Children in the area attend school in the San Lorenzo Unified School District. Scores in standardized testing run between the 70th and the 90th percentile. Parents are very supportive of the schools and the programs reflect the strong interest that is such a part of this area.

Recreation is easily found in the area. Cowell Redwoods and Big Basin State parks are very close and offer campgrounds, trails and river swimming. There is one golf course in the region and several small parks and schools offer playing fields for softball, soccer and other sports. Downtown Santa Cruz and the university are also close, offering restaurants, cultural events and more.

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La Selva Beach TOP OF PAGE

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Live Oak TOP OF PAGE

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Los Gatos Mountains TOP OF PAGE

John Steinbeck once wrote in a letter to a friend that his Los Gatos Mountain ranch was "so beautiful that often I am embarrassed to be living here." Many Los Gatos Mountain residents feel that way even today, as this Santa Clara County location remains beautiful and is one of the area's most prestigious addresses with many lovely homes-from majestic estates to quiet hideaways.

Located just on the edge of the town of Los Gatos, the Los Gatos Mountains offer a mountain-retreat feel with close proximity to all city conveniences. Lexington Reservoir is a wonderful location for recreation and reflection and there are peaceful spots throughout the area for hiking, biking and leisure. Nestled under the forested tops of the Santa Cruz Mountains, it's no wonder that the Los Gatos Mountains are so desirable.

Students attend the excellent Los Gatos schools, while residents enjoy upscale shopping and exquisite dining, both just moments away.

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Los Gatos/Monte Ser. TOP OF PAGE

Flat lands rise to wooded and open hills in this city where there are a mix of many different types of homes. From beautifully restored Victorians to brand new homes, majestic hillside estates to townhomes and condominiums, Los Gatos has something for everyone.

Recreational opportunities are abundant in Los Gatos. The beach at Santa Cruz is just over the hill and right in town is Vasona Lake-the perfect location for a walk or picnic. Combined with adjacent Oak Meadow Park, there are over 400 acres of open space in this location. Los Gatos has a golf course and two local swim and racquet clubs, as well as the Los Gatos Athletic Association, which keeps runners busy with track and field events. The quaint down town area is one of the finest for shopping and restaurants.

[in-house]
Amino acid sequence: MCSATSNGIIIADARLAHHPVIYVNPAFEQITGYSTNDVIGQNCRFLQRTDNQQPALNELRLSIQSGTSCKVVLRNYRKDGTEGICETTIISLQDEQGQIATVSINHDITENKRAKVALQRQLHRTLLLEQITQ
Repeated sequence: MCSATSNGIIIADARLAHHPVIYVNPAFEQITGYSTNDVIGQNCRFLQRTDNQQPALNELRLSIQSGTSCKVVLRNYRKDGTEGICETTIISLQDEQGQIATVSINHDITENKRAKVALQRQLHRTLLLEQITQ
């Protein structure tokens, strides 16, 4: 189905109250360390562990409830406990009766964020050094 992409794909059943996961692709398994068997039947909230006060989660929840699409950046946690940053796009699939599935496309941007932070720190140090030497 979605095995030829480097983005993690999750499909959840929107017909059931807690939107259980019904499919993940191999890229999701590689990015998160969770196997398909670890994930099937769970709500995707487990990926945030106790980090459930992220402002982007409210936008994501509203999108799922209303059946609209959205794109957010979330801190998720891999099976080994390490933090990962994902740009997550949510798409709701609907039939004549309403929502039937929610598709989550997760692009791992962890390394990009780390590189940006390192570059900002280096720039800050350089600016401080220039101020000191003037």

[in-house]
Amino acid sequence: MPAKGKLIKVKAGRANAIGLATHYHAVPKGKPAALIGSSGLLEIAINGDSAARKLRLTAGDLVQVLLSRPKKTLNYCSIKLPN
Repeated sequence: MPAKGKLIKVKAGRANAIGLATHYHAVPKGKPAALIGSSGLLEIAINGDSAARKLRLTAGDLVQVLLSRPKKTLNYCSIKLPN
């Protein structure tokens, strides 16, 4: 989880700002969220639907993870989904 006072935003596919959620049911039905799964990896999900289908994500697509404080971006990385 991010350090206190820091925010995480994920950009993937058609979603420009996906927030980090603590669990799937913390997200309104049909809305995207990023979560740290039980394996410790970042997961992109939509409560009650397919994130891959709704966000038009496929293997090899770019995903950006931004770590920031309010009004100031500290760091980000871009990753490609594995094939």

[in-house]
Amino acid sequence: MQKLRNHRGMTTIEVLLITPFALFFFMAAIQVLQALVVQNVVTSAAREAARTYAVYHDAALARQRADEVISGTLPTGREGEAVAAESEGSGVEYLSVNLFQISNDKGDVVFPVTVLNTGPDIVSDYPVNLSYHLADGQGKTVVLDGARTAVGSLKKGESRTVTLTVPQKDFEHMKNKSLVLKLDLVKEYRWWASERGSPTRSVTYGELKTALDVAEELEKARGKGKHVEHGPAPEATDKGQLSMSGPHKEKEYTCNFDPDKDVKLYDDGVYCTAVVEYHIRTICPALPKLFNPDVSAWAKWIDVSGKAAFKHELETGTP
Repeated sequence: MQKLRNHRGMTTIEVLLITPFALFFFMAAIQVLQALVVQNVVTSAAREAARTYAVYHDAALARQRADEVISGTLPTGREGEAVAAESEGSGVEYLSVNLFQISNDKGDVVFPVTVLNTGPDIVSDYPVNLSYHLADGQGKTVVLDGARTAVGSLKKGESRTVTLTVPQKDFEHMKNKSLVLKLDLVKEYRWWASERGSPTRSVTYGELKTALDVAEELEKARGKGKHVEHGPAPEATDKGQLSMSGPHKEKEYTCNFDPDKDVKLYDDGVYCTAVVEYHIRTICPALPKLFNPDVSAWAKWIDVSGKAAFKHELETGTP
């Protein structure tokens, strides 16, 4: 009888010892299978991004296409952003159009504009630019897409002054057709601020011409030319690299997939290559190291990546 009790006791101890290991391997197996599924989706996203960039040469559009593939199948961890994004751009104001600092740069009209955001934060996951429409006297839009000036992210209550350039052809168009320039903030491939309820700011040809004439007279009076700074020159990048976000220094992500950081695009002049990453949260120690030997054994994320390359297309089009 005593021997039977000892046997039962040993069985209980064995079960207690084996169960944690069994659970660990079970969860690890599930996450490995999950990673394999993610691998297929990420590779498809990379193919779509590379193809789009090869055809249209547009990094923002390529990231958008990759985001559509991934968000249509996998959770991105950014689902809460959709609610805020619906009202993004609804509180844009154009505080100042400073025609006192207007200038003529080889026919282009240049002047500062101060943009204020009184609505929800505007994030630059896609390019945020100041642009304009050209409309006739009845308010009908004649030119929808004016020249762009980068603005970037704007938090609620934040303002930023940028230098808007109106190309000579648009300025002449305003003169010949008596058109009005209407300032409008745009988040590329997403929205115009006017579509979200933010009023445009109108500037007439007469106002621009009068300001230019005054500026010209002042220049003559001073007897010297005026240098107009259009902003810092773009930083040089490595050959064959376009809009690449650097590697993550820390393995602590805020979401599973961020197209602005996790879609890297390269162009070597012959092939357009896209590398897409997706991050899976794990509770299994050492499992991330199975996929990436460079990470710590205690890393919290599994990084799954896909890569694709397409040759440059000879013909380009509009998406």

Schools are among the best in the state. Los Gatos High has received national honors for its programs. Fisher School has a computer lab-arcade, which was set up by Apple co-founder Steve Wozniak. Parents strongly support their schools and it shows.

Los Gatos is just a short distance from the heart of Silicon Valley and its many employment opportunities. High tech jobs are numerous.

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Monterey TOP OF PAGE

In one sense, like Carmel, there are two Monterey's. Residents refer to Old Monterey and New Monterey. Old Monterey is the area, which boasts a history dating back to the founding of the city by the Spanish explorer Gaspar de Portola in 1770. It is home to all the grand historical buildings, as well as some of the oldest homes on the Central Coast. It is indeed an historic community with its downtown district, several large hotels, the Monterey Conference Center, and famous Fisherman's Wharf.

New Monterey stretches from the Presidio of Monterey (which houses the Defense Language Institute) to the Pacific Grove City limit, and includes historic Cannery Row. New Monterey grew into being as the home of the many cannery workers that lived and worked here-the Spanish, Portuguese and Italian immigrants who developed the once-prosperous fishing industry.

With its population of about 33,000, Monterey boasts nearly 13,000 households and an average income of over $66,000. The average age of its residents is around 35 years. Nearly 3,000 of the households claim to have lived in their present homes for more than 11 years.

There are no new housing subdivisions in the city of Monterey, so home sales are almost solely previously owned properties. Since more than 8.000 of these homes range from 30 to over 100 years old, they often have a special character and charm. Most of them have been upgraded over the years retaining much of their original style. Newer homes can be found in greater Monterey, located in unincorporated areas adjacent to the city.

One of these areas is spread along the Monterey-Salinas corridor (Highway 68) from Bay Ridge to San Benancio Canyon. Here one can find a mix of country living and hill top views. Sunshine is a regular feature here just about any time of year. It's particularly well suited for Salinas's commuters who want to live the Monterey Peninsula lifestyle.

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Pacific Grove TOP OF PAGE